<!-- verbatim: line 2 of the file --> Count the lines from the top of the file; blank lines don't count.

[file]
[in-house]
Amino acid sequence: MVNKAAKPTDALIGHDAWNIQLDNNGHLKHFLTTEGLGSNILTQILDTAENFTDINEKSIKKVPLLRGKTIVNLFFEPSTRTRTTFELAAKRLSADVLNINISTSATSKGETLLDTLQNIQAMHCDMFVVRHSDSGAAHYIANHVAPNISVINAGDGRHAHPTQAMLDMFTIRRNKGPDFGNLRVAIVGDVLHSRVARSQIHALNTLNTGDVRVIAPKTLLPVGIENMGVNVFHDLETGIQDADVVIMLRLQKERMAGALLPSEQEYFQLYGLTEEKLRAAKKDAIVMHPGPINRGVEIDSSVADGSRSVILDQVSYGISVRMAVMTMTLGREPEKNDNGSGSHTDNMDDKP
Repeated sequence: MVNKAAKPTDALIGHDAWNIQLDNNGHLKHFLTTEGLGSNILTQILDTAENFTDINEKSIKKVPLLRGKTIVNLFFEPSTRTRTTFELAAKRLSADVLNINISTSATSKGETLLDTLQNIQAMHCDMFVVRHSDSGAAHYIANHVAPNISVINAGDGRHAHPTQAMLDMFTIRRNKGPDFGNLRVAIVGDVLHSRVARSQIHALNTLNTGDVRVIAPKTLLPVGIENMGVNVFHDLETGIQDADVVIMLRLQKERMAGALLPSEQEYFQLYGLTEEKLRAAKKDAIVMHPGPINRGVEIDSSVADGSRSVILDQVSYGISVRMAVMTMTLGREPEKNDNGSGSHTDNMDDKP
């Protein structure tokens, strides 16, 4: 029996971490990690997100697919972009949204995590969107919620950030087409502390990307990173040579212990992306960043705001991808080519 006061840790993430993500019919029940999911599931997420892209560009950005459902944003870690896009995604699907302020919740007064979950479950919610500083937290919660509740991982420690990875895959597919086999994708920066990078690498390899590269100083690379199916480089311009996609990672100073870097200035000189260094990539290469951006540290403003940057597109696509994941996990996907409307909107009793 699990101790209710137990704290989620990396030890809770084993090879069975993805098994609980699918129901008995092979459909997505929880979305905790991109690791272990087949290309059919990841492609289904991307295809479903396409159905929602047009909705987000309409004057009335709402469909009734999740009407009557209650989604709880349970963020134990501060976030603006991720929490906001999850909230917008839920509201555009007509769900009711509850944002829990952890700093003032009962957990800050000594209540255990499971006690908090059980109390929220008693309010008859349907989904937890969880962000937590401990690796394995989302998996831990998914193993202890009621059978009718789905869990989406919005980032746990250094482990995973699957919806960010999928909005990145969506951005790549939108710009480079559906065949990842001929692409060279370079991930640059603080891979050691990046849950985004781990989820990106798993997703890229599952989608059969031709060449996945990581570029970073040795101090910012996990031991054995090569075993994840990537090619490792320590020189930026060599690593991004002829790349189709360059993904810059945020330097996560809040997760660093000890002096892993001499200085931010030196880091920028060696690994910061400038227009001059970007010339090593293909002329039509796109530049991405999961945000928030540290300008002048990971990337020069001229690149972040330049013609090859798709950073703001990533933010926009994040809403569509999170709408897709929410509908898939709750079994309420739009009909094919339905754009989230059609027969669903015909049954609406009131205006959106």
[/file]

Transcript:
Amino acid sequence: MVNKAAKPTDALIGHDAWNIQLDNNGHLKHFLTTEGLGSNILTQILDTAENFTDINEKSIKKVPLLRGKTIVNLFFEPSTRTRTTFELAAKRLSADVLNINISTSATSKGETLLDTLQNIQAMHCDMFVVRHSDSGAAHYIANHVAPNISVINAGDGRHAHPTQAMLDMFTIRRNKGPDFGNLRVAIVGDVLHSRVARSQIHALNTLNTGDVRVIAPKTLLPVGIENMGVNVFHDLETGIQDADVVIMLRLQKERMAGALLPSEQEYFQLYGLTEEKLRAAKKDAIVMHPGPINRGVEIDSSVADGSRSVILDQVSYGISVRMAVMTMTLGREPEKNDNGSGSHTDNMDDKP